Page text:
- The Washington Times - Saturday, February 3, 2007

From combined dispatches

HOLTON, England — Britain scrambled to contain its first outbreak of the highly pathogenic H5N1 strain of bird flu in domestic poultry yesterday after the virus was found at a farm run by Europe’s biggest turkey producer.

About 2,500 turkeys have died since Thursday at the Bernard Matthews farm near Lowestoft in eastern England. The Department for the Environment, Food and Rural Affairs (DEFRA) said all 159,000 turkeys on the farm would be culled.

“We’re in new territory,” National Farmers’ Union Poultry Board Chairman Charles Bourns said. “We’ve every confidence in DEFRA, but until we know how this disease arrived, this is a very apprehensive time for all poultry farmers.”

The virus strain was identified as the highly pathogenic Asian strain, similar to a virus found in Hungary in January, DEFRA said.

It was the first time the deadly H5N1 strain was found on a British farm.

The outbreak mirrored a similar case in which hundreds of turkeys died at a farm in eastern France almost a year ago.

That outbreak was contained and there followed a lull in cases of H5N1 in European poultry until last month, when thousands of birds were culled after an outbreak among geese on a farm in Hungary.

Also yesterday, the World Heath Organization confirmed Nigeria’s first human death from the strain. Nigerian health officials on Wednesday said several people had apparently contracted the virus, including a young woman who later died.

The strain tends to be transmitted to poultry by infected migrating wildfowl.

The disease has killed at least 164 persons worldwide since 2003, most of them in Asia, and more than 200 million birds have died from it, or been killed to prevent its spread.

But it has not yet fulfilled scientists’ worst fears by mutating into a form that can be easily transmitted between humans and possibly cause a global pandemic.

Avian-flu specialist Colin Butter of the Institute of Animal Health said the British outbreak was surprising as it had happened outside the main bird-migration period.

“The next thing we need to know is if this is a primary or secondary case. If this is a secondary case, it is much more serious. If this is the first case, or ‘reference case,’ and we can stamp it out, the outbreak will be controlled,” he said.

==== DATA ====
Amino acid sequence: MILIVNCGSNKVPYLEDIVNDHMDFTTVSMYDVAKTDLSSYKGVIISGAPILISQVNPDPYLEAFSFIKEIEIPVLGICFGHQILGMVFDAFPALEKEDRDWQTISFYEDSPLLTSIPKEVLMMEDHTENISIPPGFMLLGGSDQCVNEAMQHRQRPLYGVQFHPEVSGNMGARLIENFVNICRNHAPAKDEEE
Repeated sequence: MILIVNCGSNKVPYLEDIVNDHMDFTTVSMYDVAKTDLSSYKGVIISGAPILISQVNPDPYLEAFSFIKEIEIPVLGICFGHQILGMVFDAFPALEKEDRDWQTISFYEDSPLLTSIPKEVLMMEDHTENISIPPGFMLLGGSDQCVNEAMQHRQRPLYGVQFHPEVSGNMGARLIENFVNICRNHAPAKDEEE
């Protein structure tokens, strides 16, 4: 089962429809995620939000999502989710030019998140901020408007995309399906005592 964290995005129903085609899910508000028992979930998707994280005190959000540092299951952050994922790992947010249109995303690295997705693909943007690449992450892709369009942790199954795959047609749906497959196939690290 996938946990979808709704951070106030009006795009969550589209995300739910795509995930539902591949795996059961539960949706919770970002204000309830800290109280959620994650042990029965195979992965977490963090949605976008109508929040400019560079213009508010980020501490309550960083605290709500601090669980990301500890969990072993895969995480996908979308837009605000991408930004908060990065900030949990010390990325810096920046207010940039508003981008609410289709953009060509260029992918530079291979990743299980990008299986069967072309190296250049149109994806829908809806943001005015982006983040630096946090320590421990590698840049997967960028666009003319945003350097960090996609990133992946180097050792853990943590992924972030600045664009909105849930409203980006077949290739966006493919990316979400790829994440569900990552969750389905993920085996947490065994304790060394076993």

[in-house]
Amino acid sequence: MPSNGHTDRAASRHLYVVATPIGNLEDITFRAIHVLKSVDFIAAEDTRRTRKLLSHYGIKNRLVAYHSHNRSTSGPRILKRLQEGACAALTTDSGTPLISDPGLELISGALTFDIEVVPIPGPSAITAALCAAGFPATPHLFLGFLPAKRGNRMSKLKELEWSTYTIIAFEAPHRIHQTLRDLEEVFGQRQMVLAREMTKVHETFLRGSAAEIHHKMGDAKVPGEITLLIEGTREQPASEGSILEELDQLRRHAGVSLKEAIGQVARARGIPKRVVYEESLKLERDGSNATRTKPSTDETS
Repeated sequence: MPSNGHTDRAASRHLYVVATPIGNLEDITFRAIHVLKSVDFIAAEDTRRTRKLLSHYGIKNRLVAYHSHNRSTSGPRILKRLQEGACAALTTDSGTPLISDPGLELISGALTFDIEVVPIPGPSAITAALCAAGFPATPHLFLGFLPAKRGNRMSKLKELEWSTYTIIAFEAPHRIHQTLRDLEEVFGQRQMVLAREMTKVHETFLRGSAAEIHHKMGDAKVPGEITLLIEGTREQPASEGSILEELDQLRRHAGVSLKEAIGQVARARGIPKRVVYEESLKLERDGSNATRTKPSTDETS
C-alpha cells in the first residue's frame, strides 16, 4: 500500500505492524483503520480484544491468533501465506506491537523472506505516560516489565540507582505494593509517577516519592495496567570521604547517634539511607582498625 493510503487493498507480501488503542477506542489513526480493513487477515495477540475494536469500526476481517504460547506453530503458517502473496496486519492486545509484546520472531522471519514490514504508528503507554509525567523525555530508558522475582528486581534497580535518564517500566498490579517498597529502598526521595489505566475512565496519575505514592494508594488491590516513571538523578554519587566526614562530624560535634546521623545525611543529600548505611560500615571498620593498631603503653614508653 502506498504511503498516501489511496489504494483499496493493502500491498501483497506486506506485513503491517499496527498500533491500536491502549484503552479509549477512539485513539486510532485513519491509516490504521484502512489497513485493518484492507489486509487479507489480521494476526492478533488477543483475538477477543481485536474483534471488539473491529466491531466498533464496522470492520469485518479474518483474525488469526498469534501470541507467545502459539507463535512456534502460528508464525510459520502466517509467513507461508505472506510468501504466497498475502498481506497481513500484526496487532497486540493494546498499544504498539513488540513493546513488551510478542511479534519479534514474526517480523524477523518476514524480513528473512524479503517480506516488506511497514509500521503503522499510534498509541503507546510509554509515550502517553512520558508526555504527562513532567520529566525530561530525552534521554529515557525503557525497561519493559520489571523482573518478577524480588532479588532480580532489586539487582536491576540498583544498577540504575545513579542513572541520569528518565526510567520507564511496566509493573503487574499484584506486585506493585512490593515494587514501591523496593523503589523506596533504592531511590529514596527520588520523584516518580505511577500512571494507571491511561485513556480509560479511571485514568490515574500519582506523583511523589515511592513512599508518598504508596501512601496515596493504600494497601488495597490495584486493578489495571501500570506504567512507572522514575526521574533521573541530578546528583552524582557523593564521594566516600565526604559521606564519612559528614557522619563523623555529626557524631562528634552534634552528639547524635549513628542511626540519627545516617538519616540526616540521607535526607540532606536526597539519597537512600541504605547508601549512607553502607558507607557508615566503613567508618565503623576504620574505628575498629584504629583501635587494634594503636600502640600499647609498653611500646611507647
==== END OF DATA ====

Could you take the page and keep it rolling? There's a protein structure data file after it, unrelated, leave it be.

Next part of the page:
A protection zone was established with a radius of 2 miles and a surveillance zone of 6 miles around the infected farm. Bird-related gatherings, such as bird shows and pigeon racing, were suspended nationwide.

Television news footage showed piles of slaughtered birds being funneled into an open tractor-trailer before being taken away for incineration.

Britain’s poultry industry is worth $6.7 billion, with 800 million birds produced each year.

In May, 50,000 chickens at three farms in Norfolk, also in eastern England and home to some of Europe’s biggest poultry farms, were culled after another strain, H7N3, was detected.

A wild swan found dead in Scotland in March had the H5N1 version of the virus. It was thought to have caught the disease elsewhere, died at sea and been washed ashore in Scotland.

Britain’s deputy chief veterinary officer, Fred Landeg, said the virus was found in only one of 22 turkey sheds on the farm, owned by Bernard Matthews PLC, Europe’s largest turkey producer.

Experts stressed the situation did not pose a public health threat, and that eating well-cooked poultry products posed no risk. However, close contact with sick birds, such as in slaughtering or plucking, could lead to transmission of the disease.

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